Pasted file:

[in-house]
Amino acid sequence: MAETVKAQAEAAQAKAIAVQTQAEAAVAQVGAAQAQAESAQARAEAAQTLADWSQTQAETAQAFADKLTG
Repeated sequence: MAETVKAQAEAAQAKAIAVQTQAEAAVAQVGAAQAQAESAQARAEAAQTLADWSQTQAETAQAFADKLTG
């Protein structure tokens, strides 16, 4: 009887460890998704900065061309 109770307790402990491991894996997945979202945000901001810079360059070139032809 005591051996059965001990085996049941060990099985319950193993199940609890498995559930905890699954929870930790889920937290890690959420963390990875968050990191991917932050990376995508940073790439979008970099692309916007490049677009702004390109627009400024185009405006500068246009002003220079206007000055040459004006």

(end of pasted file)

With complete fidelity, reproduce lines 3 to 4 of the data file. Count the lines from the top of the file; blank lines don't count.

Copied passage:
Repeated sequence: MAETVKAQAEAAQAKAIAVQTQAEAAVAQVGAAQAQAESAQARAEAAQTLADWSQTQAETAQAFADKLTG
């Protein structure tokens, strides 16, 4: 009887460890998704900065061309 109770307790402990491991894996997945979202945000901001810079360059070139032809 005591051996059965001990085996049941060990099985319950193993199940609890498995559930905890699954929870930790889920937290890690959420963390990875968050990191991917932050990376995508940073790439979008970099692309916007490049677009702004390109627009400024185009405006500068246009002003220079206007000055040459004006």